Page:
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Volunteer-run consumption site that was supposed to be temporary is turning two years old

Sudbury Temporary Overdose Prevention calls for permanent site, public health emergency declaration as region’s overdose death rate climbs to the highest in the province per capita
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Sudbury Temporary Overdose Prevention Society (STOPS) included temporary in their name for a reason. Now, with their two-year anniversary upcoming, the founders and volunteers are calling for a permanent solution.

A statement issued by the group recently states the opioid crisis has taken four times as many lives of Sudburians than that of the COVID-19 pandemic, and the death toll from opioid overdoses in Sudbury doubled from 2019 to 2020. 

The City of Greater Sudbury now holds the dubious distinction of having the highest death rate, per capita, in the entire province

STOP is asking for the community’s help with a three-pronged approach. They want the province to accept the STOPS supervised site application while a permanent site is located or built. They’re asking Mayor Brian Bigger to declare the opioid crisis a public health emergency in Sudbury in order to escalate the city’s response. And, they are also raising funds through a GoFundMe, with a goal of $5,000, to keep their work going in the meantime. More than $2,000 has been raised so far.

“This was never intended to be a long-term solution,” says Karla Ghartey, a founder and volunteer with STOPS. “We are tired. We are frustrated. We are sad. We get strength from each other, we get strength from our community members. There is  a lot of hopelessness right now. There's a lot of despair. There's a lot of death.” 

Statistics reveal that Sudbury is in desperate need for a solution. 

Since the beginning of the pandemic, the number of opioid-related deaths in Ontario has risen by 60 per cent. (Advocates also point out that these numbers do not include deaths by overdose in the prison system.) 

And since May 2019, the STOPS pop-up clinic has had nearly 300 visitors and has reversed 14 overdoses. It could be said that some of those 300 visitors could have had issues if not for the prevention aspects of the temporary overdose prevention society.

Made up of volunteers who have lived experience as well as medical professionals and people who care, STOPs offers a place for those who use drugs to do so in a safe and supervised location. Not only would this put them in a position to receive medical care if the need arises, but at the same time, it provides a support system. 

STOPS volunteers are covering all expenses themselves, including, at one point, the personal protective equipment that they required.

The outreach and direct support offered by STOP is client-led, meeting people at their level, and  in line with the evidence-based approaches, Ghartey said.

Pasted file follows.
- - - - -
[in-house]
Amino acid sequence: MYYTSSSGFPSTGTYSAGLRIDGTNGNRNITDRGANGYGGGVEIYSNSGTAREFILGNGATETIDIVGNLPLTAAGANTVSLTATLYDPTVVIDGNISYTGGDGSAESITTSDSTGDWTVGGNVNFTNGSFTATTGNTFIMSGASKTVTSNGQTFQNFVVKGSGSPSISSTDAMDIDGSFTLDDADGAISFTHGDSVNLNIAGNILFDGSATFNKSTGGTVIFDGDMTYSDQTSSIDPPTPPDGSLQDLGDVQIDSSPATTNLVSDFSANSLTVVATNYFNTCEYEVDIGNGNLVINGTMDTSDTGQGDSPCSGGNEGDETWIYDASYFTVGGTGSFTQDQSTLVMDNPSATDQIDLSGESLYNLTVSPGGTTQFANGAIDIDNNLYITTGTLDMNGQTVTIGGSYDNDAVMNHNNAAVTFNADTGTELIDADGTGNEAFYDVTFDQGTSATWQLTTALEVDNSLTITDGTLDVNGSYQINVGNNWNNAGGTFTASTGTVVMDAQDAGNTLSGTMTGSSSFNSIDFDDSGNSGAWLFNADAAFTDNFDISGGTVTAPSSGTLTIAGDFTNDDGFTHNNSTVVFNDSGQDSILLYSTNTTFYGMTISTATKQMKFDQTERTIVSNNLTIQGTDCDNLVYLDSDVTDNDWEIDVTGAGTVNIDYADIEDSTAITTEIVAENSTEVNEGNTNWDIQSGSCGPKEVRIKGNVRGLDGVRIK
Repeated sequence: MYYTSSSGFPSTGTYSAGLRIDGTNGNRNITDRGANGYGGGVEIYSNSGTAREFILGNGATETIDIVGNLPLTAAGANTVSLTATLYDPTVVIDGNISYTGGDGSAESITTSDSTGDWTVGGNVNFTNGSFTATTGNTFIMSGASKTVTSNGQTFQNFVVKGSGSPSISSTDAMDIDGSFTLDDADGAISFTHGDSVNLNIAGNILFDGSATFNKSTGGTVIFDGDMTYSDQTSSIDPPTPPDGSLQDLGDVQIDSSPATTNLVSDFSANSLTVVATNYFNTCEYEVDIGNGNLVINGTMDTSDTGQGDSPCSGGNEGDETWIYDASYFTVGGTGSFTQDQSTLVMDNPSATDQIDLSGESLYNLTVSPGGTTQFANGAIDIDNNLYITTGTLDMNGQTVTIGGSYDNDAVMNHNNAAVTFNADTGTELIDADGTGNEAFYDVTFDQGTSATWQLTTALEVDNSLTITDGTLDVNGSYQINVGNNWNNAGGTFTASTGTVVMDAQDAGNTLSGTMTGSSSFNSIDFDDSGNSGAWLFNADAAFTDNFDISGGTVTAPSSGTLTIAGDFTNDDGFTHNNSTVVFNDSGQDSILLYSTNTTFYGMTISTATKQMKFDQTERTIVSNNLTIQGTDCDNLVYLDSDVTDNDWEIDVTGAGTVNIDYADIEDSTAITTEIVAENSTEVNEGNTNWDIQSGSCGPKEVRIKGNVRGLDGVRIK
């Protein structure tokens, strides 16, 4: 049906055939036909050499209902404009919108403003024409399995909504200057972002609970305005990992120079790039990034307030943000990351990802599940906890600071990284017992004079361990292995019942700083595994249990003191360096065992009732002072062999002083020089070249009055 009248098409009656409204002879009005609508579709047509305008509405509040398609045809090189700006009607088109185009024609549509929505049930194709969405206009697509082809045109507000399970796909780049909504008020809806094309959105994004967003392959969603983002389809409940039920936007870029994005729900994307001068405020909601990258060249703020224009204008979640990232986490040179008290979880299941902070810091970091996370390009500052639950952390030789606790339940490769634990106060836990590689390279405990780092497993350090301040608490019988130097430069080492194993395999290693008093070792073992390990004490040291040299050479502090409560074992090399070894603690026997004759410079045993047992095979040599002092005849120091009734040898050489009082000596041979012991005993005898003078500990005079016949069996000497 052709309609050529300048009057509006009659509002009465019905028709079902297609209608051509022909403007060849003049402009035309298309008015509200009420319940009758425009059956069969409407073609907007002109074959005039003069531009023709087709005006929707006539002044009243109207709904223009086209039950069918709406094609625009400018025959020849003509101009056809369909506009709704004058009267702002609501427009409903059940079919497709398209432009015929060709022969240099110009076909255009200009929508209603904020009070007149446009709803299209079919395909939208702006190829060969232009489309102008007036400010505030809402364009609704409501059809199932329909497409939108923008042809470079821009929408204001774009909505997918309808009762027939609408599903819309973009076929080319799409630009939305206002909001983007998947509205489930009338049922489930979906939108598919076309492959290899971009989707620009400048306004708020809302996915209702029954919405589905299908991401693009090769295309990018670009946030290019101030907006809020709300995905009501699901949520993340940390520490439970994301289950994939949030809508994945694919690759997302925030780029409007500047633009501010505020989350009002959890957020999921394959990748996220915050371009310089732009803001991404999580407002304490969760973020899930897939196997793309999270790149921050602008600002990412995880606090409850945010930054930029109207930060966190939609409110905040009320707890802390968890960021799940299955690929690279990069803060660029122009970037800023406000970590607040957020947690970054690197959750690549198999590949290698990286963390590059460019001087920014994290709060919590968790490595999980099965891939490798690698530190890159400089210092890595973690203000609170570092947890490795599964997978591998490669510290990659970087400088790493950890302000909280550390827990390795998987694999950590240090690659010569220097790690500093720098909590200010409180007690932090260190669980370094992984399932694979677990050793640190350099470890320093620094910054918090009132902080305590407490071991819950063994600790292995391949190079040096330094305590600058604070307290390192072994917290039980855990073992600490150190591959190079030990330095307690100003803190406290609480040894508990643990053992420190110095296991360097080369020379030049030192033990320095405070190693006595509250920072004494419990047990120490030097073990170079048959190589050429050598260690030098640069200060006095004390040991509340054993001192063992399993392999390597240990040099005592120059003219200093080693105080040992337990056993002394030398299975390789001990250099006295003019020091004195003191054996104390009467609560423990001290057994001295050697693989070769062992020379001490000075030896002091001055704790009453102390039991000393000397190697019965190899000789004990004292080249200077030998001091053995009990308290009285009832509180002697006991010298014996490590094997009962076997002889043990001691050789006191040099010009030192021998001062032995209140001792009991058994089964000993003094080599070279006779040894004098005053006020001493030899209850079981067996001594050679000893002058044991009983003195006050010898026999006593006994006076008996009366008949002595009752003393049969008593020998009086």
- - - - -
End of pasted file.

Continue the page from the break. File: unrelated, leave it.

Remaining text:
“These supervised consumption services keep people alive, they save people's lives when things are just so bad, so in crisis.” 

The evidence behind the design of supervised consumption sites is clear. 

In a meta-study of the available information pointing to the effectiveness of supervised consumption as a method of overdose prevention, the authors found the “best evidence from cohort and modeling studies suggests that SISs (Supervised Injection Sites) are associated with lower overdose mortality (88 fewer overdose deaths per 100 000 person-years [PYs]), 67 per cent fewer ambulance calls for treating overdoses, and a decrease in HIV infections.”

Referred to as Supervised Consumption Sites (SCS) by the Canadian government and defined as “facilities where people can consume pre-obtained drugs under the supervision of trained staff. SCS provide people who use drugs with a safe, non-judgemental environment, sterile consumption equipment, and services that include social, medical and mental health care. The main goals of SCS are to help prevent overdose deaths, facilitate entry into addiction treatment programs, reduce the spread of bloodborne infections (e.g., HIV, hepatitis C), and reduce the strain on emergency medical services.”

Their success is clear as well. Canadian sites had approximately two million visits between 2017 and 2019. With 39 sites operating as of early 2020, it is estimated that 3,000 visits take place each day, and the busiest locations see closer to 500 visits. 

At the SCS, in that time period, there have been 15,000 overdoses and medical emergencies, but no reported fatalities on site. 

It is both a revolutionary and long-standing concept — the aspects of reducing one’s ability to harm themselves while the systems designed to help them are created, or reconfigured. As the social systems of the country move to understanding systemic inaccessibility, that inability to access the resources you need simply because of who you are or your station in life, Ghartey says there is a need for this crisis response, but also, to pursue a long-term solution. 

“It is not just harm reduction,” she said. “But supportive mental health services, supportive housing,  addiction and substance use.” 

Ghartey says the cycle of poverty and addiction has a great deal to do with, “the social determinants of health, including poverty, and income and education. And it has a lot to do with gender and race and a lot of different components, so we need the support from the ground up.” 

In terms of the long-term solution, that comes down to transitional and affordable housing. 

“That has to come at the municipal, provincial and federal levels,” said Ghartey.

If you would like to contribute to the groups efforts, you can find their GoFundMe here, or visit them on Facebook for more information.